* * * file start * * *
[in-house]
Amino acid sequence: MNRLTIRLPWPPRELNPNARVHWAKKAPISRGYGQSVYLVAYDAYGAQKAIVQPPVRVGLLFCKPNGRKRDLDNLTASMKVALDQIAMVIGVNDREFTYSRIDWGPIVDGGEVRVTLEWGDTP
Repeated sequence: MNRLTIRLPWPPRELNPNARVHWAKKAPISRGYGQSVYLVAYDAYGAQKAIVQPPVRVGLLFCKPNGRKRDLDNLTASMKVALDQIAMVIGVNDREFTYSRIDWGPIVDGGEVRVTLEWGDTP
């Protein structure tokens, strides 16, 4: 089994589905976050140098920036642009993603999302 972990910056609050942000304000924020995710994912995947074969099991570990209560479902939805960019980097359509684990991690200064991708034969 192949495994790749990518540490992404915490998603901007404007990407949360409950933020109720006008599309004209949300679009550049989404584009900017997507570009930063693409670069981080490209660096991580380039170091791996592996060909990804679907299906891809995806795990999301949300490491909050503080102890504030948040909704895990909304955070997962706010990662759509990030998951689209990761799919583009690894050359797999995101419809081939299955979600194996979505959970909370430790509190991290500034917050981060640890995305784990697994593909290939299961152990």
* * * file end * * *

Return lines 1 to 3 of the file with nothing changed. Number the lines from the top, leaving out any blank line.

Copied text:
[in-house]
Amino acid sequence: MNRLTIRLPWPPRELNPNARVHWAKKAPISRGYGQSVYLVAYDAYGAQKAIVQPPVRVGLLFCKPNGRKRDLDNLTASMKVALDQIAMVIGVNDREFTYSRIDWGPIVDGGEVRVTLEWGDTP
Repeated sequence: MNRLTIRLPWPPRELNPNARVHWAKKAPISRGYGQSVYLVAYDAYGAQKAIVQPPVRVGLLFCKPNGRKRDLDNLTASMKVALDQIAMVIGVNDREFTYSRIDWGPIVDGGEVRVTLEWGDTP